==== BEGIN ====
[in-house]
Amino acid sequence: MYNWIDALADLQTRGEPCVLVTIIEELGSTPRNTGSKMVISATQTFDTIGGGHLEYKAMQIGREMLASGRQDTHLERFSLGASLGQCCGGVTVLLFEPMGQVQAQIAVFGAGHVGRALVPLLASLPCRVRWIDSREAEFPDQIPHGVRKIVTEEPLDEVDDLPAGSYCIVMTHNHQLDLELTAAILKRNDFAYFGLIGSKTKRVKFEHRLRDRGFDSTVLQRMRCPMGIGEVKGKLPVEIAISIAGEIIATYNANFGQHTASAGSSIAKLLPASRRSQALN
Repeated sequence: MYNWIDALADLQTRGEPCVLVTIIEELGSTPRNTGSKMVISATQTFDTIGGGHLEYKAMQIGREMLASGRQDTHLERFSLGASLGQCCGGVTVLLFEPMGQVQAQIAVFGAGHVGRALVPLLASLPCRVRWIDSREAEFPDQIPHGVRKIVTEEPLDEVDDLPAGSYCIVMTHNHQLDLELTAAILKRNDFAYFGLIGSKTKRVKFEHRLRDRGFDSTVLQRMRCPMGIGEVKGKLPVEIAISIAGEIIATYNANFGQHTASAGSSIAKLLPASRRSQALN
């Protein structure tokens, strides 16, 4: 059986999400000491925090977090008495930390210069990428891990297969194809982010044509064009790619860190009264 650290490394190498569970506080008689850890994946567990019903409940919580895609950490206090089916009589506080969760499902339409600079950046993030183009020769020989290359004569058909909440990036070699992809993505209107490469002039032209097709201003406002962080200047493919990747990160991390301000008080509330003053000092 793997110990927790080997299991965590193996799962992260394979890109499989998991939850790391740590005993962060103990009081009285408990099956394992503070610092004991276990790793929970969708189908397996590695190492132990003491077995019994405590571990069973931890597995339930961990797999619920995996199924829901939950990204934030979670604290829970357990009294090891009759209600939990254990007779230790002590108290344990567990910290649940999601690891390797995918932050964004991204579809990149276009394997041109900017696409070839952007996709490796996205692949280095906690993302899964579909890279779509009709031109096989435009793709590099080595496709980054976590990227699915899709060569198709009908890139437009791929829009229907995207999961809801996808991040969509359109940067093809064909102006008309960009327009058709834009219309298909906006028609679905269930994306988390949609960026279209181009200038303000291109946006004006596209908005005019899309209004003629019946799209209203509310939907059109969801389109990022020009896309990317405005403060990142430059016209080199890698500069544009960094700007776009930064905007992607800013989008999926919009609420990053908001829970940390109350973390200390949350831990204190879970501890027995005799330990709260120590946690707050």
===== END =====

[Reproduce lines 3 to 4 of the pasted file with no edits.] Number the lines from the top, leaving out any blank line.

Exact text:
Repeated sequence: MYNWIDALADLQTRGEPCVLVTIIEELGSTPRNTGSKMVISATQTFDTIGGGHLEYKAMQIGREMLASGRQDTHLERFSLGASLGQCCGGVTVLLFEPMGQVQAQIAVFGAGHVGRALVPLLASLPCRVRWIDSREAEFPDQIPHGVRKIVTEEPLDEVDDLPAGSYCIVMTHNHQLDLELTAAILKRNDFAYFGLIGSKTKRVKFEHRLRDRGFDSTVLQRMRCPMGIGEVKGKLPVEIAISIAGEIIATYNANFGQHTASAGSSIAKLLPASRRSQALN
């Protein structure tokens, strides 16, 4: 059986999400000491925090977090008495930390210069990428891990297969194809982010044509064009790619860190009264 650290490394190498569970506080008689850890994946567990019903409940919580895609950490206090089916009589506080969760499902339409600079950046993030183009020769020989290359004569058909909440990036070699992809993505209107490469002039032209097709201003406002962080200047493919990747990160991390301000008080509330003053000092 793997110990927790080997299991965590193996799962992260394979890109499989998991939850790391740590005993962060103990009081009285408990099956394992503070610092004991276990790793929970969708189908397996590695190492132990003491077995019994405590571990069973931890597995339930961990797999619920995996199924829901939950990204934030979670604290829970357990009294090891009759209600939990254990007779230790002590108290344990567990910290649940999601690891390797995918932050964004991204579809990149276009394997041109900017696409070839952007996709490796996205692949280095906690993302899964579909890279779509009709031109096989435009793709590099080595496709980054976590990227699915899709060569198709009908890139437009791929829009229907995207999961809801996808991040969509359109940067093809064909102006008309960009327009058709834009219309298909906006028609679905269930994306988390949609960026279209181009200038303000291109946006004006596209908005005019899309209004003629019946799209209203509310939907059109969801389109990022020009896309990317405005403060990142430059016209080199890698500069544009960094700007776009930064905007992607800013989008999926919009609420990053908001829970940390109350973390200390949350831990204190879970501890027995005799330990709260120590946690707050």